In addition, protect predators of the white-footed mice, because mice are crucial to the larval stage of the life cycle of Lyme-carrying ticks and considered primary vectors of Lyme disease. An individual mouse can carry up to 100 ticks at a time. At the next stages, nymphs are most dangerous to humans, and adult ticks live and mate on deer—responsible for spreading the larvae. Be especially kind to neighborhood foxes, which can intimidate prey animals like mice to hide and become less likely to end up as tick food, according to Arlington Patch.

If you find a tick attached to your skin, remove it as soon as possible—within 24 to 36 hours, before the tick has the time to inject the Lyme bacteria—and save the tick. Even without the characteristic bull’s-eye shaped rash—which occurs in only around half of Lyme cases—showing the tick to medical professionals can help persuade them to begin antibiotic treatment. Blood tests that confirm Lyme disease rely on the development of a measurable immune response, sometimes requiring weeks to show a clear result.

Because some doctors underestimate Lyme risks and dismiss reports of symptoms, a physician familiar with tick-borne diseases may provide the best treatment, advises Kris Newby, producer of the Lyme disease documentary Under Our Skin. “Don’t waste valuable treatment time trying to convince an inexperienced physician that you’re really sick.”

Lyme-savvy doctors are also more likely to be aware of updated treatment protocols, notably prescribing doxycycline for three or four weeks rather than the two weeks initially deemed sufficient. Newby advises contacting the International Lyme and Associated Diseases Society for a list of local practitioners. Locally, the Johns Hopkins Lyme Disease Research Center is a resource for treatment of Lyme, in particular “Post Treatment Lyme Disease Syndrome.”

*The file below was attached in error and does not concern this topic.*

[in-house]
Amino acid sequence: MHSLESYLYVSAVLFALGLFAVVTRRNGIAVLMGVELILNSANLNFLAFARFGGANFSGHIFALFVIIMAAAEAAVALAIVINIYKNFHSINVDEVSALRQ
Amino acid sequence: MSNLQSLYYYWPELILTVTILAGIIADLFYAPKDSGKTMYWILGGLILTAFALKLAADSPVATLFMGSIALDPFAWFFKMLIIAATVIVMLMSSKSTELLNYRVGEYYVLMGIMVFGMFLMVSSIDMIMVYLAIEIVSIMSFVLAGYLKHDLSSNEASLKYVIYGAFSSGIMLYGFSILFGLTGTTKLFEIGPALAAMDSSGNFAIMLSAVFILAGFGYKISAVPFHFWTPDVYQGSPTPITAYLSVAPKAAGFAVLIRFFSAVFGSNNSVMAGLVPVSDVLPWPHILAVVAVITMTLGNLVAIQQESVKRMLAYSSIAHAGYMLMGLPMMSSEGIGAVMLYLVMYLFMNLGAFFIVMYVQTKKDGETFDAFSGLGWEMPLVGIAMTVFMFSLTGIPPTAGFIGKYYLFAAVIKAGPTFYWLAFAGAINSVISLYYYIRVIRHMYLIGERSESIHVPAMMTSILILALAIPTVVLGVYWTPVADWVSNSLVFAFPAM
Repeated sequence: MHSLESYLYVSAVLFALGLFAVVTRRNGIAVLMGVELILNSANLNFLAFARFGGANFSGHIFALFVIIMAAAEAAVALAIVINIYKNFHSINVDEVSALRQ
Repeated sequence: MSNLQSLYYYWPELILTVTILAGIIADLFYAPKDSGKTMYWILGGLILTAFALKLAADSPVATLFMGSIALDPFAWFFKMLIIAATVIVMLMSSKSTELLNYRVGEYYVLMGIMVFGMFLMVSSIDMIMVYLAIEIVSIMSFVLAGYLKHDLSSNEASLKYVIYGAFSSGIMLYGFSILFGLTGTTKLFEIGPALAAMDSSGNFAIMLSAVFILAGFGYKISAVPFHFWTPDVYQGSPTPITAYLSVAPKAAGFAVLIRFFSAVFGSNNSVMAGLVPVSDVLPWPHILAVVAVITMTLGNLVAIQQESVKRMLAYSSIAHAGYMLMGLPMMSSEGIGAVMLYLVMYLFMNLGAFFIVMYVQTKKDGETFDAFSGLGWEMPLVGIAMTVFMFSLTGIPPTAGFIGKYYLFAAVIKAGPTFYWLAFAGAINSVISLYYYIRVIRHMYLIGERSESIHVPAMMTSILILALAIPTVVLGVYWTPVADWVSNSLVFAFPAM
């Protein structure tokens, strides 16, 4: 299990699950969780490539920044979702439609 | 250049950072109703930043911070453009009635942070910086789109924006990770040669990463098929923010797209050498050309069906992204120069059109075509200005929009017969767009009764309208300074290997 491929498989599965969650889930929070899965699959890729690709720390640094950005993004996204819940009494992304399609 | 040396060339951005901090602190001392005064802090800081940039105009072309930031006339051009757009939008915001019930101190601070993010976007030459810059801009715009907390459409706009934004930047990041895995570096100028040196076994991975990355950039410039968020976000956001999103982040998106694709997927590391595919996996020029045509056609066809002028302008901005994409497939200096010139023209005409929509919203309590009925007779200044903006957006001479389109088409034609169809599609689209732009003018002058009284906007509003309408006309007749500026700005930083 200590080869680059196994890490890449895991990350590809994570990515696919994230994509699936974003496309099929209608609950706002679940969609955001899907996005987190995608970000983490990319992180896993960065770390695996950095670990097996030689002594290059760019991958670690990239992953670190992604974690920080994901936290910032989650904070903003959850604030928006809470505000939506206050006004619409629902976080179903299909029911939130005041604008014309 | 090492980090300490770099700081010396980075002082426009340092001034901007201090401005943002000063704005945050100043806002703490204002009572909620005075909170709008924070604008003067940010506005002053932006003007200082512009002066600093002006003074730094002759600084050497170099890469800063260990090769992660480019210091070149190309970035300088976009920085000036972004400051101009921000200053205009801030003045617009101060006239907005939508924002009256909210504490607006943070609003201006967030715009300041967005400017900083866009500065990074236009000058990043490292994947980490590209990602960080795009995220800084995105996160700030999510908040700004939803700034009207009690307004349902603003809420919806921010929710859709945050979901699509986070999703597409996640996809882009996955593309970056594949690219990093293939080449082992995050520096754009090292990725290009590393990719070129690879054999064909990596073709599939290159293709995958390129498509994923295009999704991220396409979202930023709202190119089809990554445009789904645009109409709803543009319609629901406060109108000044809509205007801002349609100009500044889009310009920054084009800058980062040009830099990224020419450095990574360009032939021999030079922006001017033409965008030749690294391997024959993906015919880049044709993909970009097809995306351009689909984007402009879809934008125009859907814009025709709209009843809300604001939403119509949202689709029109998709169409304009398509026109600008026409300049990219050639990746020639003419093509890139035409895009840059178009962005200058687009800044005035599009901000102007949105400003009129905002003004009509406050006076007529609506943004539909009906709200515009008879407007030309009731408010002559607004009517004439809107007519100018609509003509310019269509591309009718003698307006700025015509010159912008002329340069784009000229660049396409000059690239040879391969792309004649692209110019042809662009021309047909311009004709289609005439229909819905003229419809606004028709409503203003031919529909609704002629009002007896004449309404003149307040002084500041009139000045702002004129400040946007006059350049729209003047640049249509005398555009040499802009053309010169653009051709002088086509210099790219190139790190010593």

When I had Lyme disease in 2008, it took almost two weeks to persuade my doctor to prescribe doxycycline, after which intense muscle aches and fatigue lasted for several months. Among symptoms that persist almost 15 years later, two have well-documented connections to Lyme disease: difficulty sleeping and peripheral neuropathy that causes numbness in the feet and legs resulting in difficulties with balance and walking. And a third, clearly linked to Lyme only recently: my cholesterol levels shot up 150 points during the acute stage and remain about 100 points higher today.

Which is why I tell anyone who thinks they might have been bitten by a tick, have a rash that could be caused by a tick or have flu-like symptoms, including muscle aches, to waste no time insisting their doctor prescribe doxycycline; otherwise look for one who will, as soon as possible.

—Mary Carpenter regularly reports on need-to-know topics in health and medicine.


2 thoughts on “Update 2022: Lyme Disease

  1. Catharine Keatley says:

    Thank you. With all the drama around Covid I forgot to pay attention to guarding against ticks. I am not sure my children have even thought about Lyme when outside with their children. This is an important reminder.

  2. Nancy G says:

    Wow, did not know the high cholesterol aspect of Lyme Disease. I had Lyme twice decades ago, when I was regularly traipsing through soccer fields to watch my kids play. I have high cholesterol now, though I eat mostly veggies, rarely eat red meat, none of the dietary indicators for it, I’m thin, I work out, etc. Wonder if the Lyme disease of so long ago is the culprit. Is there any way to find out?

Leave a Reply

Your email address will not be published. Required fields are marked *